Mark Ford’s fourth collection of poetry, Enter, Fleeing, was published last year.
 (July 2019)


Three Novels in Pepper Marinade

Agustín Fernández Mallo; drawing by Tom Bachtell

The Nocilla Trilogy

by Agustín Fernández Mallo, translated from the Spanish by Thomas Bunstead
The Spanish poet and novelist Agustín Fernández Mallo’s Nocilla Trilogy had its origins, the reader is informed in a note appended to Nocilla Dream (the first in the series), in the confluence of three seemingly unconnected trouvailles. The first was an article by Charlie LeDuff in The New York Times …

‘Inventing New Ways to Be’

Adrienne Rich, New York City, 1973

Selected Poems, 1950–2012

by Adrienne Rich, edited by Albert Gelpi, Barbara Charlesworth Gelpi, and Brett C. Millier

Essential Essays: Culture, Politics, and the Art of Poetry

by Adrienne Rich, edited by Sandra M. Gilbert
Although Adrienne Rich never considered herself an epic poet, it’s hard to think of a more apposite definition of her vast and varied oeuvre than the phrase with which Ezra Pound summed up his concept of the modernist epic: “a poem containing history.” Scholars looking to chart the development of America in the six decades spanned by Rich’s career will discover in her work an intermeshing of poetry and history more extensive and searching than that to be found in any of her contemporaries.

Poems That Breathe

Joan Murray, late 1930s–early 1940s

Drafts, Fragments, and Poems: The Complete Poetry

by Joan Murray, edited by Farnoosh Fathi, with a preface by John Ashbery
The only poem by Joan Murray (1917–1942) published during her short life appeared in the April 1941 issue of Decision: A Review of Free Culture, an impressive monthly periodical founded that year by Klaus Mann, son of Thomas Mann. Contributors to Decision, which folded after only twelve issues, included Jean …

She Shampooed & Renewed Us

Joni Mitchell and Leonard Cohen at the Newport Folk Festival, July 1967

Reckless Daughter: A Portrait of Joni Mitchell

by David Yaffe
In an interview with Gene Shay for the “Folklore Program” broadcast on March 12, 1967, Joni Mitchell revealed the improbable origins of one of her best-known and most frequently covered songs: I was reading a book, and I haven’t finished it yet, called Henderson the Rain King. And there’s a …

On the Trail of ‘A Shropshire Lad’

A.E. Housman, circa 1900

Housman Country: Into the Heart of England

by Peter Parker
In the summer of 1902 the American novelist Willa Cather set off from Pittsburgh for Europe with her friend Isabelle McClung. Soon after docking at Liverpool they excitedly embarked on a literary pilgrimage to an English county that had hitherto rarely featured in Americans’ European itineraries. “When we got into …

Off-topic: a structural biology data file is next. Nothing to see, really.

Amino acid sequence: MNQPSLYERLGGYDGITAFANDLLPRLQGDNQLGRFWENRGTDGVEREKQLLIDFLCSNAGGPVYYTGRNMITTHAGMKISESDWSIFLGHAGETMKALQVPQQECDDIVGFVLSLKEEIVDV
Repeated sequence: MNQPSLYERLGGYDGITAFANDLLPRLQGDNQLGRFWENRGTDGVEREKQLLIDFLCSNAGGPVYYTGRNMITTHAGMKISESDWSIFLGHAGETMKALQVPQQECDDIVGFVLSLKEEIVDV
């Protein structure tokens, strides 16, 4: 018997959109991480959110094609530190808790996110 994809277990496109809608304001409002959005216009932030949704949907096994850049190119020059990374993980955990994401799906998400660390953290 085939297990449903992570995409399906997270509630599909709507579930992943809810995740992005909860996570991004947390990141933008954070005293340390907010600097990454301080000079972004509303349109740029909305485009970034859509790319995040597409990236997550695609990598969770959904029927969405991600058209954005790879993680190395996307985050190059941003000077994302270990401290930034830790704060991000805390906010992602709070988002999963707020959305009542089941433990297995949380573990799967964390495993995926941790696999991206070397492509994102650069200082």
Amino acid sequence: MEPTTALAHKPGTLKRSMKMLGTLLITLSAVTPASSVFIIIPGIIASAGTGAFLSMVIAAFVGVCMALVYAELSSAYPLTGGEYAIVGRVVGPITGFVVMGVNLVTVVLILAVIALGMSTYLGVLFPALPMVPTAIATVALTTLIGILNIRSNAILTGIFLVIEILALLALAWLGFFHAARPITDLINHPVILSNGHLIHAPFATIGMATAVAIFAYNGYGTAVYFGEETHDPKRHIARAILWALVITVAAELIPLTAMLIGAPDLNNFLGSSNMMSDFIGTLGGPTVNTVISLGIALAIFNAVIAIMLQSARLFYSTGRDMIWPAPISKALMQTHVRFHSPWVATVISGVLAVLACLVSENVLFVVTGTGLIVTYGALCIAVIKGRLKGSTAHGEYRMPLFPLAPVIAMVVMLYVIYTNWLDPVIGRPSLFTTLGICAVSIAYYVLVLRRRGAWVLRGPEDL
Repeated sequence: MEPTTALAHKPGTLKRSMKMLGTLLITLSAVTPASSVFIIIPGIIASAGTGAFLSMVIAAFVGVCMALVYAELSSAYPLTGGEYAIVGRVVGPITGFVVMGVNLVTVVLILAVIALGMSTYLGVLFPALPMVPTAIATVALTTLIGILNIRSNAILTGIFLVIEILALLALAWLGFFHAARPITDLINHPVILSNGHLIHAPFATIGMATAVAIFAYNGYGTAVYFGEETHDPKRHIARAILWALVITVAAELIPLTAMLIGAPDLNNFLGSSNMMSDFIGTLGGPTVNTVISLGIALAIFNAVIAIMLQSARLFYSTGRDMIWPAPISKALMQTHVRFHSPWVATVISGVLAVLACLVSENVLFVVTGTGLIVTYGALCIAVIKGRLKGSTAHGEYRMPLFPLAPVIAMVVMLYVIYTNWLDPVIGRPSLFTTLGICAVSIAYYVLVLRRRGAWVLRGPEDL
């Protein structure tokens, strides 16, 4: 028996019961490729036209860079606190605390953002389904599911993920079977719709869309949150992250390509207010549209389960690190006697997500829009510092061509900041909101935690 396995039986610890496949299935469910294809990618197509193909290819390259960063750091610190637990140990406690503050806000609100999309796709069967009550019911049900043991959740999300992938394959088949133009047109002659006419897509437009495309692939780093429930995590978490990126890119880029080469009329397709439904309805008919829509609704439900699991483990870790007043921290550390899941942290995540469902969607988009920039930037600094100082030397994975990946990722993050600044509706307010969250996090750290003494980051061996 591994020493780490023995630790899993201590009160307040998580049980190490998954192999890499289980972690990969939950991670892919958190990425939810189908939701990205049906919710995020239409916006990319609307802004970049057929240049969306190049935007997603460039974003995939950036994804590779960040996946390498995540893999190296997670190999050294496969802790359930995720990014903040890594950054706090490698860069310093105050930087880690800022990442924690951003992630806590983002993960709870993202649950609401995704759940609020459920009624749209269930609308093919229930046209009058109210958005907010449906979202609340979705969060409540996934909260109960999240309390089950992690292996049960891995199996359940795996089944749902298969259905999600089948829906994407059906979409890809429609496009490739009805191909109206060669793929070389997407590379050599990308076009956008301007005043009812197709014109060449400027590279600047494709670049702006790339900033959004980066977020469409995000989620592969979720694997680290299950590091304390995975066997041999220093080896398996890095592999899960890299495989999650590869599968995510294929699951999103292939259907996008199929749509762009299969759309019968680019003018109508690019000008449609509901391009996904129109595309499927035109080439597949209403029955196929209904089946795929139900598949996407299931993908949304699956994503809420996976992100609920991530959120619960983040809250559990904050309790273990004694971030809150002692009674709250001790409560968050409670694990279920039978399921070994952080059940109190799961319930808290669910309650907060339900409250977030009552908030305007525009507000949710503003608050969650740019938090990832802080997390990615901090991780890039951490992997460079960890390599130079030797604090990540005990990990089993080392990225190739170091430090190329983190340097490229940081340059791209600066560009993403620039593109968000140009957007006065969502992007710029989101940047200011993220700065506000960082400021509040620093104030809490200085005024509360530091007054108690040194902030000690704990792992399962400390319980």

Why Dylan Deserves It

Patti Smith and Bob Dylan at the Bitter End on the night they first met, New York City, June 1975
In her interview for No Direction Home (2005), Martin Scorsese’s brilliant three- and-a-half-hour documentary about Bob Dylan, Joan Baez suggested there is something in Dylan’s music that goes “to the core of people”; there are those, she acknowledges, who are simply “not interested—but if you’re interested, he goes way, way …

Derek Walcott: ‘What the Twilight Says’

Derek Walcott, St. Lucia, 1994; photograph by Inge Morath

The Poetry of Derek Walcott, 1948–2013

selected by Glyn Maxwell
The first poem in this substantial selection of the work of the St. Lucia–born poet Derek Walcott was written when he was only eighteen. It initially appeared in a privately printed volume entitled 25 Poems (1949), a self-publishing venture subsidized by Walcott’s widowed mother (who worked as a seamstress and …


Ted Hughes’s ‘Last Letter’

Ted Hughes and Sylvia Plath on their honeymoon, Paris, 1956

“What happened that night?
    Your final night.”
So begins “Last Letter,” a poem, or rather draft of a poem, by Ted Hughes published in the October 11 issue of the British magazine the New Statesman. “Last Letter” was clearly intended to take its place in Hughes’s 1998 collection of poems to Plath, Birthday Letters, but it’s also clear that he never managed to finish it before he died on October 28, 1998. I suppose anything a poet as famous as Hughes didn’t get around to destroying before he died is likely to end up in the public domain eventually, and certainly a poem that at last sets out what he was up to on that fatal, freezing weekend of February 9 and 10 of 1963 was not going to languish in the British Library’s archive forever.